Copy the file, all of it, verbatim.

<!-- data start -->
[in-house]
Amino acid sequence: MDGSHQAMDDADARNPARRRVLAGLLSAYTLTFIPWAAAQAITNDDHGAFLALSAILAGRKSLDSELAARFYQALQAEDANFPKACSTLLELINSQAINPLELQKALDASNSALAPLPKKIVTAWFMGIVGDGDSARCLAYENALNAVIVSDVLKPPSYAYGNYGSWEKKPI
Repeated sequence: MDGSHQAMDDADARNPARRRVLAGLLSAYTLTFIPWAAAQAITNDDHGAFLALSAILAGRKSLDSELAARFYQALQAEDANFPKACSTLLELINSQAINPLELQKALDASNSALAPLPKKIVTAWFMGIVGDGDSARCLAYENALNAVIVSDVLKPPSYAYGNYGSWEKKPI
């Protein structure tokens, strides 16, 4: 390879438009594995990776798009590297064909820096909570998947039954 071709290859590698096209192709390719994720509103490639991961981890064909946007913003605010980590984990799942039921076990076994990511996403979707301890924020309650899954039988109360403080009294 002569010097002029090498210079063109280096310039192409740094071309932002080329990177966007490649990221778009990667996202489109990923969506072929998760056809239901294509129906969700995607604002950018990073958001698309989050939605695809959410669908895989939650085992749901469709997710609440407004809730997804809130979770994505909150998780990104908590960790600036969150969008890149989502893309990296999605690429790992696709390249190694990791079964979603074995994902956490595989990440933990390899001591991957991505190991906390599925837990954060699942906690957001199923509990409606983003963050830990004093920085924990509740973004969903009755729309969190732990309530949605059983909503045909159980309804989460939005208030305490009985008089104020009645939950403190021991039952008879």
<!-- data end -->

[in-house]
Amino acid sequence: MDGSHQAMDDADARNPARRRVLAGLLSAYTLTFIPWAAAQAITNDDHGAFLALSAILAGRKSLDSELAARFYQALQAEDANFPKACSTLLELINSQAINPLELQKALDASNSALAPLPKKIVTAWFMGIVGDGDSARCLAYENALNAVIVSDVLKPPSYAYGNYGSWEKKPI
Repeated sequence: MDGSHQAMDDADARNPARRRVLAGLLSAYTLTFIPWAAAQAITNDDHGAFLALSAILAGRKSLDSELAARFYQALQAEDANFPKACSTLLELINSQAINPLELQKALDASNSALAPLPKKIVTAWFMGIVGDGDSARCLAYENALNAVIVSDVLKPPSYAYGNYGSWEKKPI
């Protein structure tokens, strides 16, 4: 390879438009594995990776798009590297064909820096909570998947039954 071709290859590698096209192709390719994720509103490639991961981890064909946007913003605010980590984990799942039921076990076994990511996403979707301890924020309650899954039988109360403080009294 002569010097002029090498210079063109280096310039192409740094071309932002080329990177966007490649990221778009990667996202489109990923969506072929998760056809239901294509129906969700995607604002950018990073958001698309989050939605695809959410669908895989939650085992749901469709997710609440407004809730997804809130979770994505909150998780990104908590960790600036969150969008890149989502893309990296999605690429790992696709390249190694990791079964979603074995994902956490595989990440933990390899001591991957991505190991906390599925837990954060699942906690957001199923509990409606983003963050830990004093920085924990509740973004969903009755729309969190732990309530949605059983909503045909159980309804989460939005208030305490009985008089104020009645939950403190021991039952008879």